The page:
There’s no meal that’s more magical during the holidays than sharing a warm, creamy, oozy fondue with its rich aromas and deep, lasting flavors. It takes the chill off any cold night.
Friends and families gather and spend memorable times eating this Old World meal. Fondue has officially been made since the 18th century in Switzerland. But long before that, it became a staple on the menus at Alpine households. It was a way for people to utilize cheeses that had dried out during winter storage. The Swiss are so practical, they never throw away hard dry cheese; they melt it.
Anything so delicious will grow in popularity and cross borders and oceans. I learned to love fondue as a bride. My first fondue pot was a wedding gift in 1967; it was electric and, of course, was yellow. I still have it
Updated electric fondue pots are now Teflon-coated, stainless steel and easily cleaned. Every house should have a fondue pot; I bet there’s one lurking in the back of your cabinet, or steal your mother’s (if she hasn’t gone back to using it). Fondue pots are hot.
Every year during the Murphys Christmas Open House, my daughter Elissa and I make a big batch of fondue with cheeses from Switzerland, and serve it to the guests who stop into Lavender Ridge Vineyard. They gratefully accept it with outstretched cold fingers; its warmth and taste are always a hit.
Talking with people during that three-hour event, I paid attention to their questions, and here are my tips for making a wonderful fondue.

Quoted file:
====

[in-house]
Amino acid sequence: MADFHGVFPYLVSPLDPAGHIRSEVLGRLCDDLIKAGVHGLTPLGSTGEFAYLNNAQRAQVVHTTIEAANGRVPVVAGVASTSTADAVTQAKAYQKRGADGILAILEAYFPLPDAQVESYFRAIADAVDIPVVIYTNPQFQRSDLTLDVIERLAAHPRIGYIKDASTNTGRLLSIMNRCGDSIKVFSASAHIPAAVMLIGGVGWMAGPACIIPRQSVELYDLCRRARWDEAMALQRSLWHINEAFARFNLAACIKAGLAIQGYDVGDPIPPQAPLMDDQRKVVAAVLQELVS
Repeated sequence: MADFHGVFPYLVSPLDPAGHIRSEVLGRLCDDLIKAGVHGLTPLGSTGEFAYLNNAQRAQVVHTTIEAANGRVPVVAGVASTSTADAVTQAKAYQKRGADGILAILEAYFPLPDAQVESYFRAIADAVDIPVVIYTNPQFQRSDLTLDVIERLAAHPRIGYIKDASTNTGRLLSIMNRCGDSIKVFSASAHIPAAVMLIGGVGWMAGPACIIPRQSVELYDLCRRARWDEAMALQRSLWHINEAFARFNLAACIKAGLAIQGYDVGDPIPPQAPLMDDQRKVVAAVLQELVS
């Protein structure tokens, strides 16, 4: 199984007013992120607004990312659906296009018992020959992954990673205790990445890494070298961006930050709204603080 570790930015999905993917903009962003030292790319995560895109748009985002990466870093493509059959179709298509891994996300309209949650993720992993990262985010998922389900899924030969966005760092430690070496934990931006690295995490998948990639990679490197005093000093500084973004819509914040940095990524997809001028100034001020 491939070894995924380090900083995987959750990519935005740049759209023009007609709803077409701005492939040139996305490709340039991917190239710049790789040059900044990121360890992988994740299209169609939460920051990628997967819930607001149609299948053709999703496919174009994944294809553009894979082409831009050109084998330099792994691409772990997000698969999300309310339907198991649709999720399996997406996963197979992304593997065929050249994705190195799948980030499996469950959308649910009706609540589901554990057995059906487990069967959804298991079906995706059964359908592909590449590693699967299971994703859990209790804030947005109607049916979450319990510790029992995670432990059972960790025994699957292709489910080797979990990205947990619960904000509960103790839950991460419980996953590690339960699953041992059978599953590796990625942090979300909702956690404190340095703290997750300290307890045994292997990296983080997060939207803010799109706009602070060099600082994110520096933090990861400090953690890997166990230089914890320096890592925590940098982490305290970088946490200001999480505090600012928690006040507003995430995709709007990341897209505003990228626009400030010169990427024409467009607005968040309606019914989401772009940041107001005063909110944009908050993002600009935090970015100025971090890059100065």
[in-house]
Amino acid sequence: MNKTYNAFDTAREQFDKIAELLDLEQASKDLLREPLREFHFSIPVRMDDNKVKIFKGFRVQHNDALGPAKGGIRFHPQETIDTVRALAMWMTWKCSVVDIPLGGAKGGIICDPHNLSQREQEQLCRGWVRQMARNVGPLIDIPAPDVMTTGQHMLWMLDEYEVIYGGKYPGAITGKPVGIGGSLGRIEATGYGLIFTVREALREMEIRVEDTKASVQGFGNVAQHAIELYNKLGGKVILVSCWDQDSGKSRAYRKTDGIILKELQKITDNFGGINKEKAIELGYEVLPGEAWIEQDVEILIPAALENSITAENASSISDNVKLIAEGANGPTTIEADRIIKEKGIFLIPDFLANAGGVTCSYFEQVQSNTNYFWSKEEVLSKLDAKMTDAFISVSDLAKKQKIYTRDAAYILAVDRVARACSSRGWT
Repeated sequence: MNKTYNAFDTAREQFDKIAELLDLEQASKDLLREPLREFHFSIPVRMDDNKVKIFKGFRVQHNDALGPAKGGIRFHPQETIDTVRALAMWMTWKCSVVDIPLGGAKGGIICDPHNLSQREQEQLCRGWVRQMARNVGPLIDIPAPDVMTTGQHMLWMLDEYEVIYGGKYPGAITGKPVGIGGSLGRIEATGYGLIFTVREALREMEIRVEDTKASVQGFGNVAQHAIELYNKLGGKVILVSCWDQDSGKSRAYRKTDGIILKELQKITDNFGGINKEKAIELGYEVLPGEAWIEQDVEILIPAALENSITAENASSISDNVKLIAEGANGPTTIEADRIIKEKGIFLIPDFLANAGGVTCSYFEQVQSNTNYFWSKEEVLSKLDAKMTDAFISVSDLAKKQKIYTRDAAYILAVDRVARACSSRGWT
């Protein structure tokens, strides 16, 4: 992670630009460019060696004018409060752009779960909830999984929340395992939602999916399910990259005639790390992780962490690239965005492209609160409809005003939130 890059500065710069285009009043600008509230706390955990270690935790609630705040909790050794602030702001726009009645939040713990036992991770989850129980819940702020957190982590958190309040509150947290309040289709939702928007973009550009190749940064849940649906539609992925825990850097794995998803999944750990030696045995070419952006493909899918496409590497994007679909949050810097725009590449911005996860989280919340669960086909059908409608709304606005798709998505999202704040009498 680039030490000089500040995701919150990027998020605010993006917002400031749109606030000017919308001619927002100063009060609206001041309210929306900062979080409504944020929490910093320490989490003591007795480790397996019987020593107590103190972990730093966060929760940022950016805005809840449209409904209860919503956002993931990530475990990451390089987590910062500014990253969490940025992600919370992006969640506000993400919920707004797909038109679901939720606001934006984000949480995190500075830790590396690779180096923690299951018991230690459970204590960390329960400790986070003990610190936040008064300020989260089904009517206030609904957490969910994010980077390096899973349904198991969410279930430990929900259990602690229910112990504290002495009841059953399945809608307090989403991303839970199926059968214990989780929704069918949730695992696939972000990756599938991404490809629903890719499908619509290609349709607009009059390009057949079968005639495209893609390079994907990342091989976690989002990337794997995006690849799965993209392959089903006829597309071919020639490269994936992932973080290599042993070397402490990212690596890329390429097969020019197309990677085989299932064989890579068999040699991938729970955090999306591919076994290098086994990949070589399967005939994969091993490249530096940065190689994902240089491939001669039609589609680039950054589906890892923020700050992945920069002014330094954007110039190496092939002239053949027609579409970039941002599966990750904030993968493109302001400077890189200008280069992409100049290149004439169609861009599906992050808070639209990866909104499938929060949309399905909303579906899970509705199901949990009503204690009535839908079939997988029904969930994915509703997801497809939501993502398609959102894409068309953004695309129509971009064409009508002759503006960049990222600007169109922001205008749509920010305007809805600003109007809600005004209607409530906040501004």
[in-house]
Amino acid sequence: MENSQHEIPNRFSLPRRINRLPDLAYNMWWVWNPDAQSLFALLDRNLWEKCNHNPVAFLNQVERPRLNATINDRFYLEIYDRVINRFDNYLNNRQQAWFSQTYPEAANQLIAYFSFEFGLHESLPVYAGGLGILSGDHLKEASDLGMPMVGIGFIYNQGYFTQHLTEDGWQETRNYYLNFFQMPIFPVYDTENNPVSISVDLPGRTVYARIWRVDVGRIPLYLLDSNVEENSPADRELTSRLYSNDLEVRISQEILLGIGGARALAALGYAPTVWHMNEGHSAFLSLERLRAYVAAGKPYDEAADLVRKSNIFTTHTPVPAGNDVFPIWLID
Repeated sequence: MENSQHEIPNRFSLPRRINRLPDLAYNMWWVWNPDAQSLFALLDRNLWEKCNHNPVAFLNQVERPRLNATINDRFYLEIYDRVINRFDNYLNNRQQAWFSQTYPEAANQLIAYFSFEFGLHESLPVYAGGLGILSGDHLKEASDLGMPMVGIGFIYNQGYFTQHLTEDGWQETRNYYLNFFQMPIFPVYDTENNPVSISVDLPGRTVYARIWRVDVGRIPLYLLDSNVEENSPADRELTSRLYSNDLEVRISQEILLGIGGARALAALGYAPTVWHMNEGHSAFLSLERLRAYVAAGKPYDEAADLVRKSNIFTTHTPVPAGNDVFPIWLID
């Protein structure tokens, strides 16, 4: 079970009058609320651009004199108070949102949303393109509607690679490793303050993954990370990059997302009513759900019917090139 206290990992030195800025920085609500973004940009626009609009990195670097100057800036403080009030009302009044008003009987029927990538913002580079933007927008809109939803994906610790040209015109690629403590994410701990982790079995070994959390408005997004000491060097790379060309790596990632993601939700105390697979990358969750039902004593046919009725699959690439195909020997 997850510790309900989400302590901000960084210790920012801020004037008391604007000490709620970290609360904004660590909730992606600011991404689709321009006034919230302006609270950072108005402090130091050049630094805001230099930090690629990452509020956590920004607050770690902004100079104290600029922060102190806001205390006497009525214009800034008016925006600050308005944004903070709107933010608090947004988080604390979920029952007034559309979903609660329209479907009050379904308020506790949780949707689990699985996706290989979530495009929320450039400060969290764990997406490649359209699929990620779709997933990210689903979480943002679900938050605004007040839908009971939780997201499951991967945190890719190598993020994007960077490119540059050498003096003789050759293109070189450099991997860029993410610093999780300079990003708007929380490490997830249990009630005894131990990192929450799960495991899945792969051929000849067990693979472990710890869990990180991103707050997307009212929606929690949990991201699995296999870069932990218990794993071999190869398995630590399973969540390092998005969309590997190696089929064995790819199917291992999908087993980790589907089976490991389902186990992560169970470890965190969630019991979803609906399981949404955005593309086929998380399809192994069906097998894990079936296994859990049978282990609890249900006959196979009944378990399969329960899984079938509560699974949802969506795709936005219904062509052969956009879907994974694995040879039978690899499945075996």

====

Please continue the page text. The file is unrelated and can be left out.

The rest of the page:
Let’s start with the
Classic Swiss Fondue recipe:
- ½ pound each Emmental and Gruyere cheese, shredded by hand or in a food processor
- 1-2 cups dry white wine (my favorites are Viognier or Sauvignon Blanc)
- 2 tablespoons flour or cornstarch ( I like to use Wondra)
- 3 minced cloves of garlic (or you can smear the inside of the fondue pot with crushed garlic)
Heat the wine. Toss the cheese with the flour and garlic, then add it to the hot wine until it’s melted.
Now let’s look at what I’ll call my fon-dos and fon-don’ts.
A great fondue takes time and constant attention.
Start with the right cheeses: Swiss Alpines aged 10 months or more. Aged cheeses create the creamy texture; young ones will be gummy and stringy.
Grate your cheeses cold and mix the two cheeses together in a bowl.
Toss the cheeses with flour or cornstarch before adding them to the wine.
Bring the grated cheese mix to room temperature before you put it into the fondue pot.
Toss in small handfuls of the grated cheese and stir to melt. Add more gradually.
Stir slowly in a figure-eight pattern with a wooden spoon (I like the feel of it).
Have a nice glass of white wine to sip as you do all the above.
French baguettes, sliced thinly, work best for scooping up and absorbing the melted cheese.
Serve with steamed vegetables, too; cauliflower and broccoli love cheese.
If a crust, called “the nun,” forms on the bottom of the pot, it’s a tasty special treat to eat.
For a special touch, use other Alpines like Comte French Gruyere, Montasio (an Italian Alpine), Swiss Raclette, Austrian Bergkase or Bishop’s Peak from Paso Robles. Aged Goudas work well, but not cheddars. Stay with aged A
Don’t rush. A perfect fondue melds together in about a half hour.
Don’t walk away from the pot; it needs constant stirring.
Don’t overheat the fondue. There should be a slight simmer and it should not ever bubble. Turn down the heat if that happens, but keep stirring.
Don’t dump. Small handfuls of cheese and small additions of wine allow the fondue to melt smoothly. Easy does it.
Don’t use young cheeses. It is the flavors of aged cheeses that create the magical flavor you want. I know Alpines are more expensive, but they are so worth the extra few dollars to make your fabulous fondue.
Judy Creighton presents Second Sunday Cheese Classes at the Lavender Ridge Vineyard Rhone Room in Murphys for $20. Reserve at email@example.com.